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#20 – How can I help my folks decide if it’s time for them to move?

Click here to see the prior item in this series:  Should I encourage my parents to get more help?

My mom is getting frailer, and my dad admits that keeping up with chores around their house is getting to be too much. How can I help my folks decide if it’s time for them to move? I don’t think they can stay in their own home much longer. What are their options? I’m at a loss.

The decision about whether your parents should move is often tricky and emotional. Each family will have its own reasons for wanting (or not wanting) to take such a step. One family may decide a move is right because the parents can no longer manage the home.

For another family, the need for hands-on care in a long-term care facility motivates a change. In some cases, a move frees up cash so that the parent can afford a more suitable situation. For others, the desire to move to a safer location is hampered by a lack of funds to cover the cost of the new home.

In the case of long-distance caregivers, the notion of moving can seem like a solution to the problem of not being close enough to help. For some caregivers, bringing a sick or aging parent to their own home or community can be a viable alternative. Some families decide to have an adult child move back to the parent’s home to become the primary caregiver.

Elderly Senior Home Care Couple AutumnKeep in mind that leaving a home, community, and familiar medical care can be very disruptive and difficult for the older parent, especially if they are not enthusiastic about the change. You might first want to explore what services are available in your parents’ community to help them in their home—including home health care, housekeeping, personal care, and transportation services. Check with your parents’ friends and doctors, a local social worker, senior centers, and other resources in their area and on the internet for possible sources of help.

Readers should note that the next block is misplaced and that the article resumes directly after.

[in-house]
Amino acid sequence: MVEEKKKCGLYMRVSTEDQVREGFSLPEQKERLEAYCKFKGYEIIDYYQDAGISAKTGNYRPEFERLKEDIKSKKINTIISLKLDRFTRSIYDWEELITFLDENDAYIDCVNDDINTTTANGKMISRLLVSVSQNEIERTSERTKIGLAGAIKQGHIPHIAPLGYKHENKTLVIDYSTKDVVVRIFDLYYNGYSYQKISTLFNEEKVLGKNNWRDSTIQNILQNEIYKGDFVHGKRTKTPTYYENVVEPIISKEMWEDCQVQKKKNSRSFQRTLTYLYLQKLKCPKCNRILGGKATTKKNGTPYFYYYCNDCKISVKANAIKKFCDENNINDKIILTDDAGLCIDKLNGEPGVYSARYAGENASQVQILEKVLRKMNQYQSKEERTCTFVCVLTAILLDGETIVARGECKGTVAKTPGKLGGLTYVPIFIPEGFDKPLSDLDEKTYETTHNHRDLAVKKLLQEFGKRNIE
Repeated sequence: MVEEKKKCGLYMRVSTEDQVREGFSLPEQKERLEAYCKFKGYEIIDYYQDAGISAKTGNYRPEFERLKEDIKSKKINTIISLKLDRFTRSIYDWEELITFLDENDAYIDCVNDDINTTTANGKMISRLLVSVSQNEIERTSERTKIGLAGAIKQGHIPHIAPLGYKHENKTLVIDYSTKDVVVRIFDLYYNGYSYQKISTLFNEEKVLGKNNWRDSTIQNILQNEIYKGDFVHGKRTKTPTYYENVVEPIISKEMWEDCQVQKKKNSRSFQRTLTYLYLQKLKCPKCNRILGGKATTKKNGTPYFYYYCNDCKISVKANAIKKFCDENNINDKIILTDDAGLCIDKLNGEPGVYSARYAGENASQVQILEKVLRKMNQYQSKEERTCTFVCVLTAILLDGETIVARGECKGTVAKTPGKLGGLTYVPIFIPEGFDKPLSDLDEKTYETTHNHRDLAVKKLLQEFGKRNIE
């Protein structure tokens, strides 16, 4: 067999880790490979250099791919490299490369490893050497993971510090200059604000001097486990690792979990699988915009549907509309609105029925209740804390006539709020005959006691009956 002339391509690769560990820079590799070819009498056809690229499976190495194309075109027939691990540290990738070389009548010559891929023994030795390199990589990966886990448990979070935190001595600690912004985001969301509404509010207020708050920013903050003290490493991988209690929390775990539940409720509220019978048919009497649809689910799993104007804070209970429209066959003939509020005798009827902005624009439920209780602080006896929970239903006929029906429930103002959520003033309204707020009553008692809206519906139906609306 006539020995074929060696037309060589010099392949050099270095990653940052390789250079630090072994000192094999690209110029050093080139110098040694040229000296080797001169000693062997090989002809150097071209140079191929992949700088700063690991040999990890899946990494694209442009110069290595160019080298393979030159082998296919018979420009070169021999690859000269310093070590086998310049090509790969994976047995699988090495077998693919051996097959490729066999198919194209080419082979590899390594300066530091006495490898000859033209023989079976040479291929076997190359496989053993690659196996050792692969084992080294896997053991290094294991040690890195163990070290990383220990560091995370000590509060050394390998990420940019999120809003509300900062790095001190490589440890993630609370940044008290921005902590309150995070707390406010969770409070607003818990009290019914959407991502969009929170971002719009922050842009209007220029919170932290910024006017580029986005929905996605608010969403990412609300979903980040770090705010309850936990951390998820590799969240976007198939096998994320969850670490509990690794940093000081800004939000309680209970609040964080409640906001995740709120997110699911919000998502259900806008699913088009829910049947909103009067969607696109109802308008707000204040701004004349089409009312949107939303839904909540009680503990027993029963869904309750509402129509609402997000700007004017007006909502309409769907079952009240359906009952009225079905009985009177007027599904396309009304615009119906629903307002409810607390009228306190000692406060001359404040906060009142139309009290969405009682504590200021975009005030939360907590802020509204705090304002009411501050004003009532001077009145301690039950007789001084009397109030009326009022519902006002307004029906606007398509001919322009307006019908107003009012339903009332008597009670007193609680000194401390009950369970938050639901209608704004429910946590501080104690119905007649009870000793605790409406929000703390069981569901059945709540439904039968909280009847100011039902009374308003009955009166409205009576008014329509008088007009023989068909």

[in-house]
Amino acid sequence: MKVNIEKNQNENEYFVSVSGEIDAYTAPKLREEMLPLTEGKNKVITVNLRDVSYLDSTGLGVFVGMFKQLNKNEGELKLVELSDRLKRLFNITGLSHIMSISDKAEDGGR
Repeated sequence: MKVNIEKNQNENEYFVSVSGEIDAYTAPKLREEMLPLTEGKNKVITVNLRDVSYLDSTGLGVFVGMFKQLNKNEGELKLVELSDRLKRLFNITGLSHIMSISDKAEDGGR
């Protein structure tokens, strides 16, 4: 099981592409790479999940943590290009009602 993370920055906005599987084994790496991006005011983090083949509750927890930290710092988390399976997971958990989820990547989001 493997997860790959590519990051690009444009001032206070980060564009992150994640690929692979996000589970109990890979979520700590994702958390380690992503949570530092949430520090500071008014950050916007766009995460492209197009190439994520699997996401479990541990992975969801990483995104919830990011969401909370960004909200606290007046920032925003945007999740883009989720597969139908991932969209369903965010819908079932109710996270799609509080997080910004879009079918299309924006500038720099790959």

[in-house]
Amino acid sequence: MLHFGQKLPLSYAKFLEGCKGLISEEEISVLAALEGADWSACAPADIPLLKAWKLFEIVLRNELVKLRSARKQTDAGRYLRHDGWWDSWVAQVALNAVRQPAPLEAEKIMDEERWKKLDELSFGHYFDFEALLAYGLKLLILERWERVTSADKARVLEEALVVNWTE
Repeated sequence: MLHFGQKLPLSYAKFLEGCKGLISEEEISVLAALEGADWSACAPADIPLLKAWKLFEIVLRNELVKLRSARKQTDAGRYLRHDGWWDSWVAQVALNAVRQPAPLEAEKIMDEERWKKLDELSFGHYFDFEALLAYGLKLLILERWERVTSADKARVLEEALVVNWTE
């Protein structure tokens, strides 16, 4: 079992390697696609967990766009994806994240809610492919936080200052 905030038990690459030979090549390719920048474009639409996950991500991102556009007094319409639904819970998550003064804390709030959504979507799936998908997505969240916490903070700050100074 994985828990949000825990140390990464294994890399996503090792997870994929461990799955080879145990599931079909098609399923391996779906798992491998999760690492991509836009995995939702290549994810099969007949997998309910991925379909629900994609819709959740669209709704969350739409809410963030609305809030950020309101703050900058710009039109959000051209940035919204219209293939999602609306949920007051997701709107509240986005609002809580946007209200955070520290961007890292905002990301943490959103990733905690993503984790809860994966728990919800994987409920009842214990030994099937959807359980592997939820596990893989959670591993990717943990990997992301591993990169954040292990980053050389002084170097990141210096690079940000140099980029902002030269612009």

Older adults and their families have some options when it comes to deciding where to live, but these choices can be limited by factors such as illness, ability to perform activities of daily living (for example, eating, bathing, using the toilet, dressing, walking, and moving from bed to chair), financial resources, and personal preferences. Making a decision that is best for your parent—and making that decision with your parent—can be difficult. Try to learn as much as you can about possible housing options.

Older adults, or those with serious illness, can choose to:

  • stay in their own home or move to a smaller one
  • move to an assisted-living facility
  • move to a long-term care facility
  • move in with another family member

Some families find a conference call is a good way to talk together about the pros and cons of each option. The goal of this call is to come up with a plan that works for everyone, especially your parent. If the decision involves a move for your mom or dad, even from a distance, you could offer to arrange tours of some places for their consideration.

Experts advise families to think carefully before moving an aging adult into an adult child’s home. There are a lot of questions to consider, for example: Is there space in your home? Is someone around to help the older person during the whole day? What are your parents able to do for themselves? What personal care are you willing and able to provide—moving your parent from a chair to a bed or toilet, changing adult diapers, using a feeding tube, for example? What kinds of home care services are available in your community? What kind of specialized medical care is available nearby?

Click here to see the next item in this series:  How do we find a nursing home? 

 Acorn wishes to acknowledge the National Institute on Aging for this valuable content.

 

Within Acorn’s service area of Chapel Hill, Durham and surrounding areas in North Carolina (Hillsborough, Pittsboro, Morrisville, Cary, and Apex) the following resources may be especially helpful:

  • Orange County Department on Aging, 2551 Homestead Road, Chapel Hill, North Carolina 27516, (919) 968-2070
  • Durham Center for Senior Life, 406 Rigsbee Avenue – Suite 202, Durham, North Carolina   27701, (919) 688-8247
  • Chatham County Council on Aging, 365 North Carolina 87, Pittsboro, North Carolina   27312, (919) 542-4512
  • Triangle J Area Agency on Aging, 4307 Emperor Boulevard
- Suite 110, Durham, NC 27703, 919-558-2711
  • Resources for Seniors (Wake County), 1110 Navaho Dr.  – Suite 400, Raleigh, NC 27609, 919-872-7933